Don’t want to imbibe? Then play these fun drinking games without the hangover. FH-Ingolstadt Beer Game is a Java-based version of the MIT Beer Game, that’s sort of like Sim City for adults (this game looks like it’s in German, however, which really just adds an extra challenge). Belgian Brewer is a Web-based multi-player game that lets you buy pubs, beer, and other buildings — all the fun of bar ownership without the actual risk.

Download System Improvements

One of the things about having a site where you ask people to store things on your infrastructure is that, no matter how well you plan, you’re bound to outgrow your capacity eventually. We call it being “loved to death”, and it’s something we’re constantly battling against.

I’m pleased to announce that one major skirmish in this battle was won yesterday, when we redeployed our download service with major functional improvements!

First off: no more of that nasty, insecure anonymous FTP for uploading files. Instead, project admins can upload in a few different ways: SSL-enabled web-based form, WebDAV over SSL, sftp, or rsync over SSH. The files that you upload will be going into per-user directories, so you’ll only see the files you’ve uploaded, instead of seeing everyone else’s. That also means we were able to increase the amount of time that files remain in the upload directory from 24 hours to 7 days, so you can resume your upload using rsync over SSH up to a week later if your transfer fails and you can replace it immediately if you uploaded the wrong file.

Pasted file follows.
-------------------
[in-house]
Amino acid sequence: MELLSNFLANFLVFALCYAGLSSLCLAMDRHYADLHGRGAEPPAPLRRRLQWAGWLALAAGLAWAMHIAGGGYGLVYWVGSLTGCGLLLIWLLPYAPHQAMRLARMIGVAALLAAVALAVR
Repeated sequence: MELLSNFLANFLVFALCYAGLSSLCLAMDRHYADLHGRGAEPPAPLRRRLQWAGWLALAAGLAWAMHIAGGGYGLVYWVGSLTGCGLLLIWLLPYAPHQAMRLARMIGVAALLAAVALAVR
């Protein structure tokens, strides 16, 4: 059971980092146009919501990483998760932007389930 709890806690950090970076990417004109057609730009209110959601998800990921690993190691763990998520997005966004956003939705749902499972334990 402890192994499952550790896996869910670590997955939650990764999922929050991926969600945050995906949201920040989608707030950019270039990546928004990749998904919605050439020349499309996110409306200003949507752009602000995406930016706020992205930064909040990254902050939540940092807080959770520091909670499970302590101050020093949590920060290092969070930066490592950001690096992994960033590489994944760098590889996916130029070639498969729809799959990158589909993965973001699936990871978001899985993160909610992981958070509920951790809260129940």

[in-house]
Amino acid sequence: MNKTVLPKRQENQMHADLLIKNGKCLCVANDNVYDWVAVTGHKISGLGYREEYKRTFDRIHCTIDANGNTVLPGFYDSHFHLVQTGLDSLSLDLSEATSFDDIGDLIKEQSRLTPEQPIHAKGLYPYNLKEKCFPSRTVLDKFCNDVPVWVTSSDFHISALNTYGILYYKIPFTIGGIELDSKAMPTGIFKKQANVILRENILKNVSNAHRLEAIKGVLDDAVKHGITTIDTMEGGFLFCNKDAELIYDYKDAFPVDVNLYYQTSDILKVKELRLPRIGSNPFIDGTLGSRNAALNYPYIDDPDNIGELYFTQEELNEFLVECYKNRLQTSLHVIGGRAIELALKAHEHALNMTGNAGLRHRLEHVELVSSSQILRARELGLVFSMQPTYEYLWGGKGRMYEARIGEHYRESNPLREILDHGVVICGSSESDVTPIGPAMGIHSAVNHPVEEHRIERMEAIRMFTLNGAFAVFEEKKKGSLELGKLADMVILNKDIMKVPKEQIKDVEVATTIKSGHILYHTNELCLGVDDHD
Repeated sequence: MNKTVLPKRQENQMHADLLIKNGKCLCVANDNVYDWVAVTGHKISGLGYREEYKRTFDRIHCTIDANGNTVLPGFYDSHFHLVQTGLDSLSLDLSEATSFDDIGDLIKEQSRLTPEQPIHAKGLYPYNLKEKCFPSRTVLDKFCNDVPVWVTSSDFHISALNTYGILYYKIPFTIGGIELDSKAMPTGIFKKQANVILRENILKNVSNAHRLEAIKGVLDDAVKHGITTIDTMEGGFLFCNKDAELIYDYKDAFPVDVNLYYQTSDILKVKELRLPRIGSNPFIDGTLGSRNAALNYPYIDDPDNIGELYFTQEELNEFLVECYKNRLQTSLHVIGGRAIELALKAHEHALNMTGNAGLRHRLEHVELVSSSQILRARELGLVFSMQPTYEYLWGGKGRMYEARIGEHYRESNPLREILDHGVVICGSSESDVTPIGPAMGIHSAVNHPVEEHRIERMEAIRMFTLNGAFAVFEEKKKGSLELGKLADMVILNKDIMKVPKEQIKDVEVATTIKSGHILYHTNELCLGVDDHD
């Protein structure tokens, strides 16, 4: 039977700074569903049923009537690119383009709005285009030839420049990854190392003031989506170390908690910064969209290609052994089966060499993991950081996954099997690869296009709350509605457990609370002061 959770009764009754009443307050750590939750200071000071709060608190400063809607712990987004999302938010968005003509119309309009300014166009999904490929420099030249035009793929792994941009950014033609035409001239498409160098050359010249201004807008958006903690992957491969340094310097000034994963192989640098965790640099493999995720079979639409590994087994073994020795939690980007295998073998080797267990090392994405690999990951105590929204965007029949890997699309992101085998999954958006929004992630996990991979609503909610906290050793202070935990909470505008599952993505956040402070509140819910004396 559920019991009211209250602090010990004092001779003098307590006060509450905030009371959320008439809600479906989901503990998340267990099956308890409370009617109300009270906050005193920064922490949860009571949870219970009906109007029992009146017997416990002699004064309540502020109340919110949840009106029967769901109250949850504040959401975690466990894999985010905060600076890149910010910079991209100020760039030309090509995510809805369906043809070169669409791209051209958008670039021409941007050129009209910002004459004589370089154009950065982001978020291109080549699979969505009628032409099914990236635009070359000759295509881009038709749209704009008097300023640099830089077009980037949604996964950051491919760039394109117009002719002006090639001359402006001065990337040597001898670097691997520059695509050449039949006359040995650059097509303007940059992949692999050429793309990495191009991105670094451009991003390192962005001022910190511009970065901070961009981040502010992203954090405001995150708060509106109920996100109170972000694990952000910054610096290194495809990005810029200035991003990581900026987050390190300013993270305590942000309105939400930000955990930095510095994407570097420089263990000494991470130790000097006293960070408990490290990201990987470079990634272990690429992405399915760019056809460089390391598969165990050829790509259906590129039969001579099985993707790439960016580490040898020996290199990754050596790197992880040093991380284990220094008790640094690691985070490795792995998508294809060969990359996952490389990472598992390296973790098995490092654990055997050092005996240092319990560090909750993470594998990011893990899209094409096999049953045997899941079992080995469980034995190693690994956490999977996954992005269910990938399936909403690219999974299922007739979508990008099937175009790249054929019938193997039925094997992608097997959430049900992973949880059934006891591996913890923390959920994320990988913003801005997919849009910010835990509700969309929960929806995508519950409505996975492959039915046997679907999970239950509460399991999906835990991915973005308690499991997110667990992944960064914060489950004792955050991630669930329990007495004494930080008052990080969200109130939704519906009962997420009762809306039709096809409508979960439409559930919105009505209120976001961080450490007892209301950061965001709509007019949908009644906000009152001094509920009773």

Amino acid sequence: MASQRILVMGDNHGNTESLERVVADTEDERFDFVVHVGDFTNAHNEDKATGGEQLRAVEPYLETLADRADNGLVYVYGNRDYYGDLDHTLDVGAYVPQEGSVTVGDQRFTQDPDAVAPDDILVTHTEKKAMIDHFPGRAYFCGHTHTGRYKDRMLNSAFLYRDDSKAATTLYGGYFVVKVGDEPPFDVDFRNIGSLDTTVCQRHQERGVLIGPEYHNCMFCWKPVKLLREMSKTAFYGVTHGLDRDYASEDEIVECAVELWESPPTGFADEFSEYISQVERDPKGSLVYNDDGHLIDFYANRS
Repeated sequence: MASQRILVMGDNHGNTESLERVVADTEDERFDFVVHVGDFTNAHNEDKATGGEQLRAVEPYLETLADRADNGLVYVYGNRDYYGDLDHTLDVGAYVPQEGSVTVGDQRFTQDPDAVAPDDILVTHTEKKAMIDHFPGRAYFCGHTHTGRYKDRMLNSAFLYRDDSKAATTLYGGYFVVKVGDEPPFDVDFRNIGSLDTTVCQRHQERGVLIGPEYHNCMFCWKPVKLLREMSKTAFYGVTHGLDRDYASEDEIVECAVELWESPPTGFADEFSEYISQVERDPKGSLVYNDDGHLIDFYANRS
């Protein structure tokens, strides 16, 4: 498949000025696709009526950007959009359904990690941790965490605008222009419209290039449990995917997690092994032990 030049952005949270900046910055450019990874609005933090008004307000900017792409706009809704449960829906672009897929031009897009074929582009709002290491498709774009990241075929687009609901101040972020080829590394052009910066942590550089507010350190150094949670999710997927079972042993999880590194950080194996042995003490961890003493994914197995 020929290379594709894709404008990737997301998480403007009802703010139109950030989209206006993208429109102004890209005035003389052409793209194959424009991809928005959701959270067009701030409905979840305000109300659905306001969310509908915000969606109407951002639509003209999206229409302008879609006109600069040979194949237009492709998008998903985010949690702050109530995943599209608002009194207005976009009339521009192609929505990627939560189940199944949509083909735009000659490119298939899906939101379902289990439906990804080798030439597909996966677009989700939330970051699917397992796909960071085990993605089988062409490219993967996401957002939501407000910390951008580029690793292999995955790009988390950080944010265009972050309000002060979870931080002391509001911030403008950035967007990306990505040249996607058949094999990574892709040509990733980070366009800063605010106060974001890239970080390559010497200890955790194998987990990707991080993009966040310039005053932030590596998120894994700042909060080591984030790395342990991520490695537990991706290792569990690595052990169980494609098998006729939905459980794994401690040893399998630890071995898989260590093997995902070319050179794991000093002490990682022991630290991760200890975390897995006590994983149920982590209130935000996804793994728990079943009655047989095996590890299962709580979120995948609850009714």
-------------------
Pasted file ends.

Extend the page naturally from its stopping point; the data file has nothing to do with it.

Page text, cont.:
We’ve updated our site documentation for these new features, and we encourage everyone who cares about publishing files using SourceForge.net to give it a once over.

Thanks for your support!
Ross